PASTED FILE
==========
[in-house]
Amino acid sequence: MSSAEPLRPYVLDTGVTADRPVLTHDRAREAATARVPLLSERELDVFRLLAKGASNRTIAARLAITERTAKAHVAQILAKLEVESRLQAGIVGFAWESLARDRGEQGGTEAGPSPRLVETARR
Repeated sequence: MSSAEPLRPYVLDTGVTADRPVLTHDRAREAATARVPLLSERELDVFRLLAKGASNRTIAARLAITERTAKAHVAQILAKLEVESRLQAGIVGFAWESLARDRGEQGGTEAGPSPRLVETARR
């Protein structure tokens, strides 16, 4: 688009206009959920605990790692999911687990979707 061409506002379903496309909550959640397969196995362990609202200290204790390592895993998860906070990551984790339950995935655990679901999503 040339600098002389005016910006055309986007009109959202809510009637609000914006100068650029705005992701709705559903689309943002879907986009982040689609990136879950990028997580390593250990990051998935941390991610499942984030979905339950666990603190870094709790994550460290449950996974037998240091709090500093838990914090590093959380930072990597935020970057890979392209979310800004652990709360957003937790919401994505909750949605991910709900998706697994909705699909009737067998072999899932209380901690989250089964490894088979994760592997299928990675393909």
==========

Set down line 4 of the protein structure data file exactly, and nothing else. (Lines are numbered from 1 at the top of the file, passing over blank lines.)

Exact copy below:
């Protein structure tokens, strides 16, 4: 688009206009959920605990790692999911687990979707 061409506002379903496309909550959640397969196995362990609202200290204790390592895993998860906070990551984790339950995935655990679901999503 040339600098002389005016910006055309986007009109959202809510009637609000914006100068650029705005992701709705559903689309943002879907986009982040689609990136879950990028997580390593250990990051998935941390991610499942984030979905339950666990603190870094709790994550460290449950996974037998240091709090500093838990914090590093959380930072990597935020970057890979392209979310800004652990709360957003937790919401994505909750949605991910709900998706697994909705699909009737067998072999899932209380901690989250089964490894088979994760592997299928990675393909």